Cruise Line Focus

Cruise line focus: Princess Cruises

Princess Cruises is a premium line that balances a traditional cruise experience against new innovations like Movies Under the Stars and flexible Anytime Dining.

Diamond Princess in Yokohama at dawn

Diamond Princess alongside in Yokohama, Japan.

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Princess Cruises, owned by Carnival Corporation, is an upscale cruise line, offering a similar cruise experience to Holland America or Celebrity Cruises.

It started out in 1965 with a single 6,000-ton former ferry turned cruise ship, sailing out of Los Angeles, and is today one of the largest cruise lines in the world.

Princess operates a fleet of 17 cruise ships, ranging in size from the small and intimate Pacific Princess to the large, bell-and-whistle-endowed Regal and Royal Princess.

Similarly, its cruise itineraries range in length from 2-nights to 100-nights in all corners of the world. Princess visits more than 300 ports across the globe every year.

The cruise line was acquired by Carnival Corporation in 2003, following one of the cruise industry’s greatest ever hostile tug-of-wars with Carnival’s great rival Royal Caribbean Cruises, the second-largest cruise company in the world.

Both were trying to merge with P&O Cruises, the parent company of Princess. Carnival ultimately won, securing its place as the largest cruise corporation in history.


Atrium lobby aboard Majestic Princess.

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Princess Cruises has set itself apart from other cruise lines by balancing old-school cruise traditions like set dining and seating, Baked Alaska Parades and show lounge productions, with new cruise innovations like flexible Anytime Dining, Movies Under the Stars, and a plethora of specialty dining options.

These include Share, created by celebrity chef Curtis Stone and the Salty Dog Gastropub. In terms of entertainment, Princess has innovated the cruise experience with theatre productions by the creator of “Wicked,” Steven Schwartz, and in the staterooms on select ships it has scientifically developed Luxury Beds.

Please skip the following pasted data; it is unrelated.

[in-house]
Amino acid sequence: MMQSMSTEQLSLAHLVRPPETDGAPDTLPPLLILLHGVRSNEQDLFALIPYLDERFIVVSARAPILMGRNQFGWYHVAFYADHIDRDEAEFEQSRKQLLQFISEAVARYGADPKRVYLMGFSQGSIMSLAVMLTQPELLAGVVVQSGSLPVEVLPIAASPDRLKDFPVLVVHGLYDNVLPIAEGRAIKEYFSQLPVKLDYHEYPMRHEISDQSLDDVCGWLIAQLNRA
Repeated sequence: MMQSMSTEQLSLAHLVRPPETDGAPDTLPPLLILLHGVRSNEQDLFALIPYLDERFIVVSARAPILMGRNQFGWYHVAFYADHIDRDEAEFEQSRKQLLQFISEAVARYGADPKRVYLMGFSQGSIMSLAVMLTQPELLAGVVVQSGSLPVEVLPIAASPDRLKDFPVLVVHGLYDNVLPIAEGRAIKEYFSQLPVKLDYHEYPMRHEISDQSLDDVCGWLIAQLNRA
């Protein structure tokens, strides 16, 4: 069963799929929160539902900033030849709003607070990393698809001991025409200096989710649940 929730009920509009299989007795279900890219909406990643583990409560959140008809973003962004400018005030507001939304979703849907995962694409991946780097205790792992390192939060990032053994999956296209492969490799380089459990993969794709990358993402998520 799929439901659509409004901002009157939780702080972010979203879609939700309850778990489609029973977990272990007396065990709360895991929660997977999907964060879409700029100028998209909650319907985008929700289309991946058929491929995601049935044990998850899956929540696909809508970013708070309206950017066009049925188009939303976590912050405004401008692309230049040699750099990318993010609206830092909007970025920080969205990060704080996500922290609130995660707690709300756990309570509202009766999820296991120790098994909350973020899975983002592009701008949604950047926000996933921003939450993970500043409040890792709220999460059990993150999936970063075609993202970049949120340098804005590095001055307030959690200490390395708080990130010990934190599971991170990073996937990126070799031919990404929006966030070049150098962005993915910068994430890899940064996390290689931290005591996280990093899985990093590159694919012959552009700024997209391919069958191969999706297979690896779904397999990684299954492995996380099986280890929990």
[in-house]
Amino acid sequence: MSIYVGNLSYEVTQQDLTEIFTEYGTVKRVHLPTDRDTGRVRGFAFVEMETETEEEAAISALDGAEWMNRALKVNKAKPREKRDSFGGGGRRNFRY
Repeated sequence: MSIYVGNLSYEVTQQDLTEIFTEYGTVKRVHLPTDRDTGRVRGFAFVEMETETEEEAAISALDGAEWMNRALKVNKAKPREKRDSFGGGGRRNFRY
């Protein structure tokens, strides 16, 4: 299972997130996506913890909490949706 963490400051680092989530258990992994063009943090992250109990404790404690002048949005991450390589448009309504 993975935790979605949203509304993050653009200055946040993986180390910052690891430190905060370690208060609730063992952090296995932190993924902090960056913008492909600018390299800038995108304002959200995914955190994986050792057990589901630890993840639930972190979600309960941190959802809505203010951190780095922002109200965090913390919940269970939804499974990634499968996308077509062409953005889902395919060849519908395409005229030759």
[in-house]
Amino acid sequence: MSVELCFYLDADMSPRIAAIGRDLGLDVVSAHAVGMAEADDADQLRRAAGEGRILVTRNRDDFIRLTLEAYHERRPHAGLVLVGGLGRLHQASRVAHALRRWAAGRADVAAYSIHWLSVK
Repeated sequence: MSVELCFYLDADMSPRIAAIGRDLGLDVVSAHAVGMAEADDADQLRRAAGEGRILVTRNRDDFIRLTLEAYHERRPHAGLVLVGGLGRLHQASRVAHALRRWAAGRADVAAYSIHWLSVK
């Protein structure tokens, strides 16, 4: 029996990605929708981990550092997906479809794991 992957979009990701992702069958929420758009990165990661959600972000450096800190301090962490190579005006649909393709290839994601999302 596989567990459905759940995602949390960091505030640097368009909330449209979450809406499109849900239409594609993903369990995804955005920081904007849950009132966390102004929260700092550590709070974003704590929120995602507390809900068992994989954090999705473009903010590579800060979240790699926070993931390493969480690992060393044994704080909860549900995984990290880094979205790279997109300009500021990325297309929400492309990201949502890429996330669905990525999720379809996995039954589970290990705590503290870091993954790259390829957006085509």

Princess Cruises Piazza concept

When Crown Princess was launched in 2006, it debuted Princess’ new Piazza design concept, which took the traditional Atrium or reception lobby, but enhanced it by channelling the custom of Italian towns as a place to gather.

It has been introduced on most ships in the fleet during successive refits and was massively expanded aboard the new Regal Princess and Royal Princess.

At the three-deck Piazza there are a number of spontaneous performances during the day, a wine bar, shops, and casual eateries like Alfredo’s pizza and the 24-hour International Cafe for snacks like sandwiches and pastries.

How the Grand Princess class changed the line

When Grand Princess was launched in 1998, it was the largest cruise ship ever built at the time and heralded a new era for Princess.

Grand Princess and her sister ships Caribbean Princess, Crown Princess, Sapphire Princess and Ruby Princess hold 2,594 to 3,080 passengers.

They introduced Movies Under the Stars, the Sanctuary adults-only sun deck, and the controversial jutting-out balconies of the mini-suites.